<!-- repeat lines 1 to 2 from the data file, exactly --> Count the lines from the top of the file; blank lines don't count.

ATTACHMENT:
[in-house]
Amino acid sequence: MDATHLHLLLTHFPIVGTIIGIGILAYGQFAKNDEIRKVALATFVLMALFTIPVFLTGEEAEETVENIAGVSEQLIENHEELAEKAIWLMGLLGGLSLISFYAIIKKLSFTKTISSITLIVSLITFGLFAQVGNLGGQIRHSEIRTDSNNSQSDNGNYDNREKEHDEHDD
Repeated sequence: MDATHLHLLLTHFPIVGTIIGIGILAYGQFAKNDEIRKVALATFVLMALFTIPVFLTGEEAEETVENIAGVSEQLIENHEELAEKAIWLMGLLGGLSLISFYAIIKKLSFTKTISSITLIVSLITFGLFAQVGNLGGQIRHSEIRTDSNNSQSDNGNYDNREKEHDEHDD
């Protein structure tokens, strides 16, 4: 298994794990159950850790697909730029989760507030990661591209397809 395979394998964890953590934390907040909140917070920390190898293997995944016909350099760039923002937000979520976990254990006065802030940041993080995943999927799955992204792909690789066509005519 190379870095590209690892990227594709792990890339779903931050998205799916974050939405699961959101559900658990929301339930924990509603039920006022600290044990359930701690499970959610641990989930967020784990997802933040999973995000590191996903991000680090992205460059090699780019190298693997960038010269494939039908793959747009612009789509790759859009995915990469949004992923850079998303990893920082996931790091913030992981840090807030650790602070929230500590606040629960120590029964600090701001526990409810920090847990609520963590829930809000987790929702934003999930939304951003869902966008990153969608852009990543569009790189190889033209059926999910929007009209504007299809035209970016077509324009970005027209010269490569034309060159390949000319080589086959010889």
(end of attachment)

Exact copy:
[in-house]
Amino acid sequence: MDATHLHLLLTHFPIVGTIIGIGILAYGQFAKNDEIRKVALATFVLMALFTIPVFLTGEEAEETVENIAGVSEQLIENHEELAEKAIWLMGLLGGLSLISFYAIIKKLSFTKTISSITLIVSLITFGLFAQVGNLGGQIRHSEIRTDSNNSQSDNGNYDNREKEHDEHDD